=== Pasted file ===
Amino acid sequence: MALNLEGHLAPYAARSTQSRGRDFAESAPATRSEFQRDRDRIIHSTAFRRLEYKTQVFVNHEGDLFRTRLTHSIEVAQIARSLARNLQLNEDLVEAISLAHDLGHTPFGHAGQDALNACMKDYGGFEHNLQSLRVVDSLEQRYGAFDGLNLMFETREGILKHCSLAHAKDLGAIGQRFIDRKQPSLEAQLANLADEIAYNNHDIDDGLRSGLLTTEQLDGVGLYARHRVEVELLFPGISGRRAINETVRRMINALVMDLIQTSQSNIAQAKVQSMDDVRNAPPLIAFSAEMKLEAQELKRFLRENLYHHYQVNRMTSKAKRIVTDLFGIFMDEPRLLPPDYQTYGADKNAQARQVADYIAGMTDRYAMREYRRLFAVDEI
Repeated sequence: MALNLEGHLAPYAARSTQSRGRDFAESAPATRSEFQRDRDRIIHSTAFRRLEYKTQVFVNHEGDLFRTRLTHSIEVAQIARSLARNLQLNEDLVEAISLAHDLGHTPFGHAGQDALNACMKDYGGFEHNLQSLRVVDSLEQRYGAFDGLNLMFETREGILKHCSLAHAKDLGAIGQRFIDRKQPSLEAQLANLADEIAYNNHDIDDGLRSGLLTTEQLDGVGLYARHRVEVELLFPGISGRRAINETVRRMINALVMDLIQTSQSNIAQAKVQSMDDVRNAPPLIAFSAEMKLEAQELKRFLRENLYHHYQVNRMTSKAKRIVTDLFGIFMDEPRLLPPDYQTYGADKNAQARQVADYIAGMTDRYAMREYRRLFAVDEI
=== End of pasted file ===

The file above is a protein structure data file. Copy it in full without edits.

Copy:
Amino acid sequence: MALNLEGHLAPYAARSTQSRGRDFAESAPATRSEFQRDRDRIIHSTAFRRLEYKTQVFVNHEGDLFRTRLTHSIEVAQIARSLARNLQLNEDLVEAISLAHDLGHTPFGHAGQDALNACMKDYGGFEHNLQSLRVVDSLEQRYGAFDGLNLMFETREGILKHCSLAHAKDLGAIGQRFIDRKQPSLEAQLANLADEIAYNNHDIDDGLRSGLLTTEQLDGVGLYARHRVEVELLFPGISGRRAINETVRRMINALVMDLIQTSQSNIAQAKVQSMDDVRNAPPLIAFSAEMKLEAQELKRFLRENLYHHYQVNRMTSKAKRIVTDLFGIFMDEPRLLPPDYQTYGADKNAQARQVADYIAGMTDRYAMREYRRLFAVDEI
Repeated sequence: MALNLEGHLAPYAARSTQSRGRDFAESAPATRSEFQRDRDRIIHSTAFRRLEYKTQVFVNHEGDLFRTRLTHSIEVAQIARSLARNLQLNEDLVEAISLAHDLGHTPFGHAGQDALNACMKDYGGFEHNLQSLRVVDSLEQRYGAFDGLNLMFETREGILKHCSLAHAKDLGAIGQRFIDRKQPSLEAQLANLADEIAYNNHDIDDGLRSGLLTTEQLDGVGLYARHRVEVELLFPGISGRRAINETVRRMINALVMDLIQTSQSNIAQAKVQSMDDVRNAPPLIAFSAEMKLEAQELKRFLRENLYHHYQVNRMTSKAKRIVTDLFGIFMDEPRLLPPDYQTYGADKNAQARQVADYIAGMTDRYAMREYRRLFAVDEI